For this reason, should you choose to operate your own certificate server(s) in your network, you need to take extreme security precautions to safeguard the private key. Likewise, if you use a third- party commercial certificate service, you need to read the policy of that company to determine how it verifies the identity of the end users that it issues certificates to. For example, a CA might simply verify the email address of the requestor and issue a certificate. For a software publisher, the CA might conduct some kind of background check and require further evidence before it issues certificates to the company. Before you decide to use a commercial service for issuing digital certificates, be sure you investigate the company's policies for both issuing and revoking certificates.

Pretty Good Privacy (PGP)

One of the most popular encryption programs on the Internet for a number of years now has been PGP, originally developed by Phillip Zimmerman. PGP uses public-key cryptography and has been ported to many computer platforms, including Unix, Linux, and, of course, all versions of Windows from Windows NT and Windows 95 onward.

PGP Corporation currently markets the commercial version of PGP. PGP is available in a Universal Series version for network gateways, Whole Disk Encryption for desktop and enterprise systems, command-line for servers and mainframes, and home and professional desktop versions. PGP also maintains a Global Directory of PGP keys, replacing the PGP Keyserver service. A 30-day trial of the home desktop version is available.

PGP has been established as an Internet proposed standard through the Request for Comments (RFC) process. RFC 2440, "OpenPGP Message Format," was written in 1998 and details the specification.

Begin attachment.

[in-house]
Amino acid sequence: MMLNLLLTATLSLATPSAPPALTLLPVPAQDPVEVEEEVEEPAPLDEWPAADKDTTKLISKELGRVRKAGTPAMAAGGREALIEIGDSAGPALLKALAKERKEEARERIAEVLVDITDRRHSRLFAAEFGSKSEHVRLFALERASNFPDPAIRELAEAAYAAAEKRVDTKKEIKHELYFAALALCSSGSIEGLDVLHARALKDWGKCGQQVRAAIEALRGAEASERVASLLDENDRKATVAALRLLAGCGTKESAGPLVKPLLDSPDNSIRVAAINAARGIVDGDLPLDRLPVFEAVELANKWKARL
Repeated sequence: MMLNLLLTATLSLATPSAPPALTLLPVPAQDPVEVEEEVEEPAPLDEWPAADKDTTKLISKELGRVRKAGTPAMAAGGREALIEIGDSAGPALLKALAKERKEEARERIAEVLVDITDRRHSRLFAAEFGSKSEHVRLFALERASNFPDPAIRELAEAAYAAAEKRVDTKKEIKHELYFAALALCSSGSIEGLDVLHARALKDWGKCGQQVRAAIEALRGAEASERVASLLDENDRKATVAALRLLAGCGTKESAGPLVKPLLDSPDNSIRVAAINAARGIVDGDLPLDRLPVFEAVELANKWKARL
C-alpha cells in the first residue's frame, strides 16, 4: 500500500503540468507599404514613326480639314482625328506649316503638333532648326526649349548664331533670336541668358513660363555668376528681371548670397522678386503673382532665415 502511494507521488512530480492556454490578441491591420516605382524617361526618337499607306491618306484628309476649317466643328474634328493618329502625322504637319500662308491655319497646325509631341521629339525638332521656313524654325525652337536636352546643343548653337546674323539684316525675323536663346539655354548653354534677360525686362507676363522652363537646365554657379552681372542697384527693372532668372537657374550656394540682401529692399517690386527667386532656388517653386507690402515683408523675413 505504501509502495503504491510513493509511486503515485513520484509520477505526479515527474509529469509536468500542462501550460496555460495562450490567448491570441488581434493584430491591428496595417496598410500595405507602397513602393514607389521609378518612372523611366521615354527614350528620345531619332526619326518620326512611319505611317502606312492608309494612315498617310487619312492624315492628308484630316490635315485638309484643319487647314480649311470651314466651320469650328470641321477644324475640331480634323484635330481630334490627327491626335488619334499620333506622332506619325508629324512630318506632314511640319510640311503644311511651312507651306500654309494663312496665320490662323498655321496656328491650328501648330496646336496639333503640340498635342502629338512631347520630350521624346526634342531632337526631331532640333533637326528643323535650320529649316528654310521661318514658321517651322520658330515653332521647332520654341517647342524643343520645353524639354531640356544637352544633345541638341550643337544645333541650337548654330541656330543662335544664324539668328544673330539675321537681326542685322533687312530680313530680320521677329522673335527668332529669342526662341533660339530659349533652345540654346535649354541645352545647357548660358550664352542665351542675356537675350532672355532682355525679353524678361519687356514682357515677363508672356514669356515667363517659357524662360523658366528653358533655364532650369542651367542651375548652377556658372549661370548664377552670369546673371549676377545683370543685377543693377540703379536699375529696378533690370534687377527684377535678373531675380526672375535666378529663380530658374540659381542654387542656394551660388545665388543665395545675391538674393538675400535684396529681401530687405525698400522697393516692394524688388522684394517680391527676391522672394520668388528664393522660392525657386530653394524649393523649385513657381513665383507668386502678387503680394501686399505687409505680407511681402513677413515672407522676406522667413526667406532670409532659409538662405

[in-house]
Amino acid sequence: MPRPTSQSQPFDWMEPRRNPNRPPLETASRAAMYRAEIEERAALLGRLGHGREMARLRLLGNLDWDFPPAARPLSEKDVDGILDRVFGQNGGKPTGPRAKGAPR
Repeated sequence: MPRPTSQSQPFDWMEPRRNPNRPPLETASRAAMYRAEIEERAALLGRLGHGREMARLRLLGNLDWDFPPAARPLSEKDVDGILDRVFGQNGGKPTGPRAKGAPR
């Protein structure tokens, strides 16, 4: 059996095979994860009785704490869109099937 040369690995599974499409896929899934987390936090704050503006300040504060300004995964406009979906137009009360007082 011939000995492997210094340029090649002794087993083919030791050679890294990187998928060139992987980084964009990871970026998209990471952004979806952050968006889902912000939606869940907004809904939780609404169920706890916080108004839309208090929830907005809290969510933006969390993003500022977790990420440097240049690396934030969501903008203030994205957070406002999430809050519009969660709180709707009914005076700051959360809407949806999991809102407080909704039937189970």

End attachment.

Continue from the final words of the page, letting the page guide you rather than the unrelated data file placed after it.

An international site devoted to PGP also can be used to download PGP. Visit the PGPi Project International PGP home page at www pgpi. org/ to learn more about PGP International. The downloads available from this site include support for the following platforms:




EPOC (Psion, and so on)







Windows 3.x

Windows 95/98/NT

Windows Me

Windows 2000

Windows XP

As you can see, various operating systems are supported by the International PGP site, which is working to establish PGP as a standard for encryption on the Internet. In addition to the standard PGP package, which provides for a number of applications, such as document encryption and email, a number of other products also are available, such as PGPdisk (for encrypting disks) and PGPphone (for making secure phone calls on the Internet).

The PGPi Project also is making PGP available in various languages, and also is currently translating the documentation. PGPi is a nonprofit organization dedicated to further developing and distributing PGP technology throughout the world. In addition, for some platforms, the source code is available so that you can examine it before compiling it on your system.